UoL has a sustainable spring in its step

Most people understand that to live sustainably we need to change, but that can only happen when we create a balance between the three dimensions of sustainability – the economic, social and environmental.  Rethinking a lifetime’s worth of patterns is challenging, but it can be done. At the University of London (UoL) there has been huge positive change in the way it operates on a sustainable level.  Ambitious goals have been exceeded and a new culture of working is being seen across the university’s estate.

By breaking with the dominant culture and building sustainability at the heart of university life, UoL’s interim milestone to cut CO2 emissions by 20% by 2015 was exceeded by 12%.

  • Carbon emissions have reduced by 32% since 2010
  • Over £1,000,000 is being saved in energy bills every year

The sector-level target, set by the Higher Education Funding Council for England (HEFCE), to reduce carbon emissions is 34% by 2020 and 80% by 2050, against a 1990 baseline. A commitment to reduce emissions relating to travel, procurement, waste and water has also been established. Though driven by government policy, UoL recognises that it has a responsibility as pioneers in higher education to meet or exceed these targets.

The university’s sustainable journey, since the HEFCE targets were set, have included a number of creative ways to save money on energy, whilst making a positive contribution to the environment by reducing its carbon footprint.

The introduction of a network of staff champions to promote and encourage positive environmental behavior has resulted in a steady year-on-year reduction in emissions.

  • Staff were responsible for saving 190tCO2 over six months
  • Savings of over £52,000 in energy bills
  • Recycling rates have risen from 55% to 72%

Recognition for the champions’ innovative work came in the form of a “Team Green” award from the Camden Climate Change Alliance.

By making technical improvements across the estate, the university has maintained its ISO14001:2004 accreditation.

  • All UoL’s energy is now procured from renewable sources. It uses 100% smart meter coverage allowing it to identify energy wastage and make more savings across the estate. 
  • All major building projects follow a sustainable building specification developed in line with a BREEAM outstanding accreditation.

The University’s Master Plan – a 20-year vision for University and College development in Bloomsbury – incorporates low carbon technologies, an extended Bloomsbury Heat & Power network, more green spaces, increased biodiversity and better routes for pedestrians and cyclists.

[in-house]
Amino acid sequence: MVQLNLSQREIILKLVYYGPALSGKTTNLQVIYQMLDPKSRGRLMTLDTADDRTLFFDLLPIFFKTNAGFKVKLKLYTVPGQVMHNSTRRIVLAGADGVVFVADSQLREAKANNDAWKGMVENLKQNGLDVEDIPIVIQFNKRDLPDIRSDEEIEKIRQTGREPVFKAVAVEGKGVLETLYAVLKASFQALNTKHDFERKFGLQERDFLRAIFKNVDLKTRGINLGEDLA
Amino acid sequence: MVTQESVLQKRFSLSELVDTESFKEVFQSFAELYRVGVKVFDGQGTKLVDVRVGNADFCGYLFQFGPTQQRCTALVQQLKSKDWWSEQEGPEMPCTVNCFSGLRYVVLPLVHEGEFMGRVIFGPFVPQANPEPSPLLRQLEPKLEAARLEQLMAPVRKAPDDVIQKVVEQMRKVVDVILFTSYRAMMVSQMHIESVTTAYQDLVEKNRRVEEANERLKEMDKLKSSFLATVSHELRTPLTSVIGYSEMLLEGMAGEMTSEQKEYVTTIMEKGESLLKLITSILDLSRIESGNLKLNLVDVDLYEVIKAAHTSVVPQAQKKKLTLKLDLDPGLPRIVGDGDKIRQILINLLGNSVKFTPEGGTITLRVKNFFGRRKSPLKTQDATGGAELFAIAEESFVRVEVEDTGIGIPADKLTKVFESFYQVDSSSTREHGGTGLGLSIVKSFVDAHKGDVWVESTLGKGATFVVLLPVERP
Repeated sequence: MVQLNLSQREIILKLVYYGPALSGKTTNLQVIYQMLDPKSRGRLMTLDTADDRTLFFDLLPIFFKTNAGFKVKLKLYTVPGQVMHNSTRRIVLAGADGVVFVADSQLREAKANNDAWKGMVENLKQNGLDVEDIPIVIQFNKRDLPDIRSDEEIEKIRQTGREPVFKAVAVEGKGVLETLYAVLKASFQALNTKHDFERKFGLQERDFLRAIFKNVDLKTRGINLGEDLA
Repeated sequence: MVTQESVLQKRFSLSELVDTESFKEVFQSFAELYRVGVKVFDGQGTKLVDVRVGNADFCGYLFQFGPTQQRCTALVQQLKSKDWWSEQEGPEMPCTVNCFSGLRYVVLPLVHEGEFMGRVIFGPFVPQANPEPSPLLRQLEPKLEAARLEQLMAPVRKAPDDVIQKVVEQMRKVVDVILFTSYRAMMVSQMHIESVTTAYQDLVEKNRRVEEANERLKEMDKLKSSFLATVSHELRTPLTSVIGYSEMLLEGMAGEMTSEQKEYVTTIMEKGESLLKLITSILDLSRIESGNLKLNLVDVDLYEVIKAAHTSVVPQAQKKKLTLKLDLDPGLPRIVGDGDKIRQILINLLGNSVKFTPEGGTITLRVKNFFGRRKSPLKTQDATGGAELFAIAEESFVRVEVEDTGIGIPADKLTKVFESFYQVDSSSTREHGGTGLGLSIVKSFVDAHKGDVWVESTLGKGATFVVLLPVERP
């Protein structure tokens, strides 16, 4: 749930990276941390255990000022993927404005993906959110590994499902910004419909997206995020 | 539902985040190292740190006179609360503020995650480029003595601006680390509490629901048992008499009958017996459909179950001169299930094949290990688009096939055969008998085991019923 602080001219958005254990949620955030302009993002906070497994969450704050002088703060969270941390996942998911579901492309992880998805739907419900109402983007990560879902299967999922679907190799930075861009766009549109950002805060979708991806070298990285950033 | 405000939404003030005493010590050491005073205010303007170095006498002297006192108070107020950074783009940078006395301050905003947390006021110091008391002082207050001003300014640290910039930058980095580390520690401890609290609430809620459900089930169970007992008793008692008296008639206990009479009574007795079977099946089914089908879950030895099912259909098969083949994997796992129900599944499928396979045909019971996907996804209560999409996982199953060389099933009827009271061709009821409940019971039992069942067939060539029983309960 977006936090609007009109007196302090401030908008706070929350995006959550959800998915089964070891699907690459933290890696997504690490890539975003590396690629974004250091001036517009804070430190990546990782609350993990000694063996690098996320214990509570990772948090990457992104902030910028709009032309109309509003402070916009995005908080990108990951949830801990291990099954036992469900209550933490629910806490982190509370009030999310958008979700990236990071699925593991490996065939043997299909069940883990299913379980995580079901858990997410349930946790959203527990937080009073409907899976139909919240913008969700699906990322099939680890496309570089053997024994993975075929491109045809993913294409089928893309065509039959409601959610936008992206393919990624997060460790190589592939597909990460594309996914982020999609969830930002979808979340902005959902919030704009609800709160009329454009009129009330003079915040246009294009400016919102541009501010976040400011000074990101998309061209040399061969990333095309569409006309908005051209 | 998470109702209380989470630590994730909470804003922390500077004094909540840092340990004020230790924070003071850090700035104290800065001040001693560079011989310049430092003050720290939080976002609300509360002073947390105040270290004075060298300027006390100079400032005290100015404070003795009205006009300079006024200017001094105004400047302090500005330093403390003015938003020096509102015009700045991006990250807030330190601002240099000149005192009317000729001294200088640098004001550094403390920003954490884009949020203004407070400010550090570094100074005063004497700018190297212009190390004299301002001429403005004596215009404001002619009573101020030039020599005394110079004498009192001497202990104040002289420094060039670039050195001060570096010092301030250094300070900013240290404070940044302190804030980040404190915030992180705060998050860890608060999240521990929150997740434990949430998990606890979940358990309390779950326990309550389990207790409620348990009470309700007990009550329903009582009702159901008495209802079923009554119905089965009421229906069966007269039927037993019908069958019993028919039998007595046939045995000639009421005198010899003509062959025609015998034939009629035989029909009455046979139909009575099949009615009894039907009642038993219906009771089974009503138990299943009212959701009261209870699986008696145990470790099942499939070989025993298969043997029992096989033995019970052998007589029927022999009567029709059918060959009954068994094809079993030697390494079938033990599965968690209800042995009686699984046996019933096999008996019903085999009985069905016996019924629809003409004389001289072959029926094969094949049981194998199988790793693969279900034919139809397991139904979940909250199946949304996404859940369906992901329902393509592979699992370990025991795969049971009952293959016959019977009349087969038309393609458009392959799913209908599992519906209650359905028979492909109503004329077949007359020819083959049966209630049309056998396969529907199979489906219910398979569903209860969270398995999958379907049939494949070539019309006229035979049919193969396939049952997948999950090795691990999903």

Though the majority of the university’s estate is in an urban environment, there are green spaces where a more diverse natural habitat can be supported.   The introduction of honeybee colonies on the roof of the Institute of Advanced Legal Studies has proved a success and continue to pollinate the local area.

The university continues to focus on reducing student energy use. Its current halls of residence campaign to ‘Reduce the Juice’ has engaged students to live more sustainably.

  • Recycling rates of over 80%
  • Energy savings of over £18,000
  • 872 bags of unwanted clothes donated to the British Heart Foundation raising over £12,000

UoL’s Sustainable Food and Fair Trade Policy ensures that sustainability is embedded into its catering services and that it contributes to the global community by trading fairly.

Sharing best practice, projects and communications both within the university family and outside is key to understanding the importance of sustainable development and implementing greener ways of working throughout the education sector. UoL is an active member if the London University Environment Group and The Environmental Association of Universities and Colleges.

The next phase for the university will be to cut CO2 emissions by 43% by 2020, updating its accreditation to ISO 14001:2015 and continuing all the good work through the network of staff and student champions.

John Bailey, Sustainability Manager for UoL, said: “The achievements made so far are just the beginning of working towards becoming a world-leading sustainable university. By bringing together ideas from universities across the globe, as well as UoL’s own staff and students, a Sustainable Universities 2020 and 2050 document will be created with the aim of contributing to sustainable development throughout the education sector.”

For more information please see the University of London’s 2015 Sustainability Report.